Humans and storks have always had a close relationship, with the birds often benefiting from nesting in proximity to human settlements. It is not for nothing that expressions such as "somebody roast me a stork!" or the popular myth that babies are delivered by a white stork have found their way into everyday language. In Germanic mythology, the stork is considered a messenger of good luck and a symbol of fertility. If a breeding pair nests on a roof, it is said to bring good luck to the residents. This is another reason why people in Germany are trying to protect this graceful bird.

Carsten Zehrer, curator and head of zoology at Hellabrunn Zoo, acknowledges these efforts: "The conservation of storks in Germany is a real success story. In 1988, storks were a rarity in Bavaria, with only 58 breeding pairs in the region. Today, there are now more than a thousand pairs. The storks represent the success of conservation and environmental protection measures, and we are delighted to introduce these animals to our visitors.”

Rasem Baban, zoological director of Hellabrunn Zoo, is equally pleased with this development as well as the arrival of the new, feathered residents: "Working together with the Bavarian Society for the Protection of Birds (LBV) is essential for the zoo. The record number of breeding pairs in Bavaria shows how important it is to preserve biological diversity. It is all the more gratifying for us to welcome our storks in a year in which more than 1,000 breeding pairs were recorded for the first time in over 120 years".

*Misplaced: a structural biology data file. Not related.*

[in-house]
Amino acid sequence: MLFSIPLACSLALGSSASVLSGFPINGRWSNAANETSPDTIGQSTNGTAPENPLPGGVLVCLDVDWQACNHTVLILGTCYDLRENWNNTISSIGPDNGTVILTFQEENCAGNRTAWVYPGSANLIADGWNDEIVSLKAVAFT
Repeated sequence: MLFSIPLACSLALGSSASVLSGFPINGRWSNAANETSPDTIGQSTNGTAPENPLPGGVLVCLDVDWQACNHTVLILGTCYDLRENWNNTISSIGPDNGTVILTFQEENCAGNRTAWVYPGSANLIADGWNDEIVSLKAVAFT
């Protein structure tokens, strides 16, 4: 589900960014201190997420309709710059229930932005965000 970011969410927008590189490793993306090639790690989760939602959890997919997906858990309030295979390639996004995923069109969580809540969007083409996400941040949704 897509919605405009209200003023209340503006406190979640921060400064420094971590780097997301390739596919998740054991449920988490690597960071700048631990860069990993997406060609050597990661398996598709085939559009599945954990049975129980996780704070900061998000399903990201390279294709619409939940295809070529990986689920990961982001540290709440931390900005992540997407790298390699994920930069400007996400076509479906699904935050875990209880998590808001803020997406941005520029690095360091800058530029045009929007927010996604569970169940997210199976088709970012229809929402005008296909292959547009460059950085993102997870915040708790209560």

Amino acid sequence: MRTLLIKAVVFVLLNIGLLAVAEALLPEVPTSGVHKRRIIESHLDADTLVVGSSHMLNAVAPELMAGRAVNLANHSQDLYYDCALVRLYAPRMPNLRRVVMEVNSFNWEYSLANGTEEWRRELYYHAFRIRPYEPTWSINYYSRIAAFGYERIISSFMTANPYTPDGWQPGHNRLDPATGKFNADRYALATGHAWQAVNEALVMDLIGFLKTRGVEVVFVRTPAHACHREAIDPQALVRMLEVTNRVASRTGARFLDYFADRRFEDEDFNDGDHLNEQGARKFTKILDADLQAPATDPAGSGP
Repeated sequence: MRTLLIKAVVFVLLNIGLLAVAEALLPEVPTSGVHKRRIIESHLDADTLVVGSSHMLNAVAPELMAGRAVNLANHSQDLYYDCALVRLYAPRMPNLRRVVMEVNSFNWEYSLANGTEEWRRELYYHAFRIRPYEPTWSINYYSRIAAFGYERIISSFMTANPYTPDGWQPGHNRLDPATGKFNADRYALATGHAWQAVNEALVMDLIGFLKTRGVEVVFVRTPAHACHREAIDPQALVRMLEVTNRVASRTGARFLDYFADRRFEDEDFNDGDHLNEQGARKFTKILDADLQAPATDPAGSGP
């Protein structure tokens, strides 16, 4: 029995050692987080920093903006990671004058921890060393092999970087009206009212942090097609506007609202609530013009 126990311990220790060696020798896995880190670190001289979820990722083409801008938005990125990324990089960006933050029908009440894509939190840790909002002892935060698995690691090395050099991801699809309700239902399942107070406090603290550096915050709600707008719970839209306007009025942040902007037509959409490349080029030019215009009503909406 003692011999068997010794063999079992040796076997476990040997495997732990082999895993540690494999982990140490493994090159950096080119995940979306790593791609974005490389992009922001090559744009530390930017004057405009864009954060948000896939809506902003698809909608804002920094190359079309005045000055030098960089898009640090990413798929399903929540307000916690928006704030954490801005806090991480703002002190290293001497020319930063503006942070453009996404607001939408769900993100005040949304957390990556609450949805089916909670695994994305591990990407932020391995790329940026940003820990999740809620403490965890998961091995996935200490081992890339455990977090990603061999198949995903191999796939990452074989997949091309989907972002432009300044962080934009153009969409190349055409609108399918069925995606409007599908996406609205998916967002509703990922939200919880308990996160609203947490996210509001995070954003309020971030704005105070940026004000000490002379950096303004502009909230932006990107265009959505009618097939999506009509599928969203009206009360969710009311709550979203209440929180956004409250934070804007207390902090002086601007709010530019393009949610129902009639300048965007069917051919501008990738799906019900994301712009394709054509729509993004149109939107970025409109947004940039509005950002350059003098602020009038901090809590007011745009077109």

The storks at Hellabrunn - what awaits visitors

The revamped enclosure is designed to replicate the storks’ natural habitat and features different levels. It also has two man-made connected ponds with a water depth of 30 to 50 cm, which are inspired by the wet meadow areas where storks forage for their food. Original elements such as the dry stone wall and rock pile provide welcome shelter for lizards and grass snakes. During the excavation work, great emphasis was placed on protecting the soil and roots of the surrounding trees. The extracted soil was used for creating features in the habitat.

Zoo guests can now meet the three recently arrived white storks in their new home opposite the raccoon enclosure and next to the wolverines. They can also discover more fascinating facts about the trio at Hellabrunn by tuning in to the next podcast episode of Mia San Tier (episode no. 68) on Friday, 16 September. The podcast will subsequently be available for download on the zoo website as well as on Spotify, Deezer and Apple Podcast.

Opening times in autumn and winter:

Until 29 October 2022, 9 am - 6 pm daily
From 30 October 2022, 9 am - 5 pm daily